Truman Continues Preparations to Aid Hurricane Relief

Story Number: NNS050903-10Release Date: 9/3/2005 6:38:00 PM
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From USS Harry S. Truman Public Affairs

USS HARRY S. TRUMAN, At Sea (NNS) -- Phase two of USS Harry S. Truman's (CVN 75) involvement in Joint Task Force (JTF) Katrina began at dawn Sept. 2 with a refueling at sea (RAS).

Truman received 1.3 million gallons of jet fuel from USNS Supply (T-AOE 6) to support Army and Navy helicopters that are scheduled to embark tomorrow.

"We've never taken on this much fuel at one time since I've been here," said Aviation Boatswain's Mate (Fuels) 2nd Class Johnny Clayborne. Clayborne is a New Orleans native who has been stationed on board for two years. "It's difficult. This is a larger amount of fuel, so we have to do a lot more testing for the purity of the fuel."

The SH-60 Seahawk and Army UH-60 Blackhawks scheduled to come aboard will fly to and from the ship with food, water and other supplies for those affected by Hurricane Katrina.

"We have more than 20,000 bottles of water and more than 17,000 [meals, ready to eat]," said Supply Officer Cmdr. John Palmer, of Lexington, Ky. We also have cots, sheets and blankets, said Palmer.

Truman is scheduled to arrive off the Gulf Coast early Sunday morning, and one of her tasks will be to support the helicopters bringing these items ashore.

"We are unsure of how many helos will come aboard, but it will probably be between 30 and 40," said Truman's Air Boss, Cmdr. Doug Carsten of Byron, Mich. "We talked with our counterparts on the West Coast, USS Abraham Lincoln (CVN 72), who helped in a similar mission during the tsunami relief. They were doing up to 90 missions a day. I think we can match that here aboard Truman."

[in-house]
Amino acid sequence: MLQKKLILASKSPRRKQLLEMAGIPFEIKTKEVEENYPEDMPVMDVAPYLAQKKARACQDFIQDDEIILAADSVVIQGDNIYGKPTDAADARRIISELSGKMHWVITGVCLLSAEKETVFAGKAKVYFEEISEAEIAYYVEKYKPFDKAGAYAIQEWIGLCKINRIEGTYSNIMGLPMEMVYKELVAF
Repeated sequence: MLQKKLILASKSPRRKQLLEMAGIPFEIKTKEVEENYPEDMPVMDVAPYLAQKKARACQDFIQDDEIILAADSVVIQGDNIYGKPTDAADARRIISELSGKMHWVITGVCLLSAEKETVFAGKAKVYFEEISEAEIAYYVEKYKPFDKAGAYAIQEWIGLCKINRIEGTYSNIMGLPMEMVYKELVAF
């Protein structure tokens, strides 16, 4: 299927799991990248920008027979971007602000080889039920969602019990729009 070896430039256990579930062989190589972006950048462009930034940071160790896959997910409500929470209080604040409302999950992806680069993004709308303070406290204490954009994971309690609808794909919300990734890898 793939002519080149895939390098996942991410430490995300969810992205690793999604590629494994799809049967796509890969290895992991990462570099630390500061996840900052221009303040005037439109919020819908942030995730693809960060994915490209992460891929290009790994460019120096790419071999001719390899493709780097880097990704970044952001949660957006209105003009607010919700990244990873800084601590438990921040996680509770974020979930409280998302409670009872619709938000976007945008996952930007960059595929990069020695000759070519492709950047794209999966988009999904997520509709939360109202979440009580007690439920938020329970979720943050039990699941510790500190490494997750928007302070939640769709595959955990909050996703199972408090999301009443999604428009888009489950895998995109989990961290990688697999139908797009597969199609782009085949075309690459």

For all the key players, this RAS was business as usual, but as usual, it required the utmost cooperation among the various departments involved.

"If one of us is tired, the other will pick up the slack," said Aviation Boatswain's Mate (Fuels) 3rd Class David Tuttle of Enfield, Conn. "We've got all our shipmates looking out for one another."

In addition to aviation boatswain's mate specialists handling the fuel hoses and storing the fuel for further use, boatswain's mates and gunner's mates also manned replenishment stations.

"During underway replenishments, we always work together," said Boatswain's Mate 3rd Class Josh Van Drei, of Valley City, Ohio. "We can't do it without the gunners; we can't pump fuel without the 'fuelies' and we can't run the station without Deck Department. Everybody has to cooperate together to get this done."

While the job was routine, the focus was definitely much different. The RAS detail wasn't simply loading fruit, vegetables or soda for use aboard Truman, but rather, serving a purpose toward the greater good.

"It makes me feel proud - Americans helping Americans," said Van Drei. "We're primarily a fighting force and not a humanitarian aid force, but going to help people lets them see the wide range of what the military can do."

For related news, visit the USS Harry S. Truman (CVN 75) Navy NewsStand page at

For the latest Navy news on Hurricane Katrina relief efforts, visit

Sailors assigned to the underway replenishment detail aboard the Nimitz class aircraft carrier USS Harry S. Truman (CVN 75) heave in a line while preparing to receive relief supplies.
050902-N-5345W-004 Atlantic Ocean (Sep. 2, 2005) - Sailors assigned to the underway replenishment detail aboard the Nimitz class aircraft carrier USS Harry S. Truman (CVN 75) heave in a line while preparing to receive relief supplies from the Military Sealift Command fast combat support ship USNS Supply (T-AOE 6). The Norfolk. Va., based ship will serve as the command center and afloat staging base in the waters off the Gulf Coast. The Navy's involvement in the humanitarian assistance operations is led by the Federal Emergency Management Agency (FEMA), in conjunction with the Department of Defense. U.S. Navy photo by Photographer's Mate 3rd Class Kristopher Wilson
September 2, 2005
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